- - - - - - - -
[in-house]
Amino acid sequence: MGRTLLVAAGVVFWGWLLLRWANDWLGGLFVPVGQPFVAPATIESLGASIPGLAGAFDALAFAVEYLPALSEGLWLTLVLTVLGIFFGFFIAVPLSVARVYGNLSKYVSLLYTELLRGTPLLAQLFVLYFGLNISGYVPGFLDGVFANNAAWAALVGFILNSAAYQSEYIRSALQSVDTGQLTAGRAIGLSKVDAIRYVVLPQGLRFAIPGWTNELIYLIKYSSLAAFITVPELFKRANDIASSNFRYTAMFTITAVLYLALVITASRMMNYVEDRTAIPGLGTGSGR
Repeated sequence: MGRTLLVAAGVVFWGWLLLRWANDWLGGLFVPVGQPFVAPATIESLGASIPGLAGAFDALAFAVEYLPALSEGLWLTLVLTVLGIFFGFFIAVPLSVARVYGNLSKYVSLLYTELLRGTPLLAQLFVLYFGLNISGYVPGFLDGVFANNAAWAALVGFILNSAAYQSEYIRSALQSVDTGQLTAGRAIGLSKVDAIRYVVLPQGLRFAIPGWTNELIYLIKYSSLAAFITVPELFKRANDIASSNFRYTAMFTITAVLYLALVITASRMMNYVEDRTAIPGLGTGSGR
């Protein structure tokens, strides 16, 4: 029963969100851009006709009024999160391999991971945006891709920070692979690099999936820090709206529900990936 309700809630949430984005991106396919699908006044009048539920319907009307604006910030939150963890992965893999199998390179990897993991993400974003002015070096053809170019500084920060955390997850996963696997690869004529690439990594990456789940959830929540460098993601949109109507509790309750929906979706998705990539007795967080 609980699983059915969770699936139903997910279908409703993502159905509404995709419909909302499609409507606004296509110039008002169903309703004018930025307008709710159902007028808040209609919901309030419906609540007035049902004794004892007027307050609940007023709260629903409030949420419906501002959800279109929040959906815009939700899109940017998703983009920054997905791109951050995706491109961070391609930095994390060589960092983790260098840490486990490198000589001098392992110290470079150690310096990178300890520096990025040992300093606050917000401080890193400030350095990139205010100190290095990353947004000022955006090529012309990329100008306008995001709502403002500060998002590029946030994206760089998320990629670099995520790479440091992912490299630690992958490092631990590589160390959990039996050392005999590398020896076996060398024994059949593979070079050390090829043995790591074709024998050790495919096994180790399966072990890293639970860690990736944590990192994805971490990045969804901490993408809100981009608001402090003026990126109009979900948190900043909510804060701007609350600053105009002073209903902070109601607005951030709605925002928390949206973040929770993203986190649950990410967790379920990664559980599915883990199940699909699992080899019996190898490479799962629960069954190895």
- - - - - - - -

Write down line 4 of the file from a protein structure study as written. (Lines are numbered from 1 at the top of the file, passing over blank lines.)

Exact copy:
């Protein structure tokens, strides 16, 4: 029963969100851009006709009024999160391999991971945006891709920070692979690099999936820090709206529900990936 309700809630949430984005991106396919699908006044009048539920319907009307604006910030939150963890992965893999199998390179990897993991993400974003002015070096053809170019500084920060955390997850996963696997690869004529690439990594990456789940959830929540460098993601949109109507509790309750929906979706998705990539007795967080 609980699983059915969770699936139903997910279908409703993502159905509404995709419909909302499609409507606004296509110039008002169903309703004018930025307008709710159902007028808040209609919901309030419906609540007035049902004794004892007027307050609940007023709260629903409030949420419906501002959800279109929040959906815009939700899109940017998703983009920054997905791109951050995706491109961070391609930095994390060589960092983790260098840490486990490198000589001098392992110290470079150690310096990178300890520096990025040992300093606050917000401080890193400030350095990139205010100190290095990353947004000022955006090529012309990329100008306008995001709502403002500060998002590029946030994206760089998320990629670099995520790479440091992912490299630690992958490092631990590589160390959990039996050392005999590398020896076996060398024994059949593979070079050390090829043995790591074709024998050790495919096994180790399966072990890293639970860690990736944590990192994805971490990045969804901490993408809100981009608001402090003026990126109009979900948190900043909510804060701007609350600053105009002073209903902070109601607005951030709605925002928390949206973040929770993203986190649950990410967790379920990664559980599915883990199940699909699992080899019996190898490479799962629960069954190895």